"The next morning we went out to a local market to shop for food - and learned why people shop at supermarkets," Isaac said. "We started looking for an apartment with a bit of land. Having a place for a garden was the most important thing."
Talia's classes began in August, while Isaac hasn't started yet, so Talia is up first, at 7:15. "Isaac cooks breakfast - scrambled eggs or an omelet. My classes start at 8:15, and I finish about 5." Isaac will be commuting the 55 kilometers to BGU's Sde Boker campus for his studies. "There's a BGU faculty bus, so sometimes students get bumped. There's a regular bus. The third option is to buy a car, which we'll probably do."
Evenings are quiet. "We read, I play the guitar, we sit down and have dinner together," Isaac said. "Beersheba's quiet. We prefer it that way - the slower place, just sitting on the patio, relaxing."
The Hametzes' apartment is a ground-floor, two-bedroom, one-bath, but it's the outdoor living space that's best. There's a huge tiled patio and plenty of land area for trees, for Isaac's ecological projects and to grow organic vegetables. Inside, the Hametzes cleaned, repaired and painted. "The landlord said when we leave, we have to put everything back the way it was. I don't think he really means that," Talia said, laughing.
"We haven't been here very long," Talia said, "but the host family Nefesh B'Nefesh paired us with was perfect - they're young, warm and friendly, and our interests overlap. I can't believe how hard NBN worked. Even on the flight over, they arranged seating so a group of us with common interests and backgrounds could sit together. It was great to have friends right from the beginning."
Isaac isn't sure he'll have an army obligation. "I'm 22 now, and newly married. There's a year exemption for new immigrants, and they usually don't take men over 23. But twice before I came to Israel to volunteer with Magen David Adom, once for six weeks, once for five, and I'll continue that work. I'm maybe more valuable helping MDA than in the army."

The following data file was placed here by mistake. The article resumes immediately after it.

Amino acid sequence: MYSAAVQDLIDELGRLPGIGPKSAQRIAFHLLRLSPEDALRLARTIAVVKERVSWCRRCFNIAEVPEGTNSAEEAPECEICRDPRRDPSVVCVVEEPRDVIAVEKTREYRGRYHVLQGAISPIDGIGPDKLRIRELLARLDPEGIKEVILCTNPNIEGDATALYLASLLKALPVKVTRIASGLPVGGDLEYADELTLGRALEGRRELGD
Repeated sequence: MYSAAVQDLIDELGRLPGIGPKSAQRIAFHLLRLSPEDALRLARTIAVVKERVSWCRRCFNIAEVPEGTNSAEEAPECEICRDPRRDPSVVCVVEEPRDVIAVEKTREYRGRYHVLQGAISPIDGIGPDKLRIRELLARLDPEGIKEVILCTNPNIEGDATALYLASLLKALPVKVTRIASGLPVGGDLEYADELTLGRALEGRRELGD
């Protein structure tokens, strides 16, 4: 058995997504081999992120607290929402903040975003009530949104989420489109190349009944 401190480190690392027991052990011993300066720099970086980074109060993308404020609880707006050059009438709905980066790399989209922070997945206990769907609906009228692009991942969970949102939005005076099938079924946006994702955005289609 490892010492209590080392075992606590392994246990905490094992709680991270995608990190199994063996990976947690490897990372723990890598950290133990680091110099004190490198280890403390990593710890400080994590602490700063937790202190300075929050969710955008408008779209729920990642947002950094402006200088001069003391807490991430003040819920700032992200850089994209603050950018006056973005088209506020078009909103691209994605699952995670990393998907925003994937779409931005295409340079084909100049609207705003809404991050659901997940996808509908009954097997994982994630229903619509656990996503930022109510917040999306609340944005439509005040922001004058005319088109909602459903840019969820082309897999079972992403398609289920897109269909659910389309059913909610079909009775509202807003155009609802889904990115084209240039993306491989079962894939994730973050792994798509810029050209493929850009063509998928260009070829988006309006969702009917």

"We don't define ourselves in terms of faith," Isaac said. "We were both raised modern Orthodox. We go to shul on Friday nights, we keep kosher and Shabbat. But I'm more comfortable out in nature someplace. That's where I find God."
Talia: "Israel is my home, but culturally, I'm not Israeli yet. When we have kids who come home using Hebrew slang, then we'll be Israelis."
Isaac: "As much as we love the country, love the culture, we were born in America and raised in America. We'll do our best to integrate, but my American accent will probably always give me away."
"I broke my teeth with MDA," Isaac said. "I learned Hebrew under fire. When you're in that situation, trying to comfort a patient, you use whatever Hebrew you have - say whatever you can and hope it works. As an academic, I'll have to improve my intellectual Hebrew."
Talia is in ulpan now. "My first weeks here, I was interacting with Israelis every day, and my Hebrew was actually better than it is now, when I'm with English-speakers every day. I've regressed."
"We'll be okay," Isaac said. "Nefesh B'Nefesh gave us a grant; we have wedding money, scholarships and a small living allowance, and our parents will help. As soon as possible, I'll also be selling some of our organic produce for a little extra cash."
"At first, we had very strict plans," Isaac said. "I was going to get my PhD, Talia was going to get her MD. Then we'd move to the North and start a small organic farm and teaching center. But now I realize in order to make it here you have to be more flexible. Now I'm thinking we should stay down South, and maybe work within the academic world.
"But my heart is really on a farm. To have a plot of land, to really work the land of Israel. That's our dream."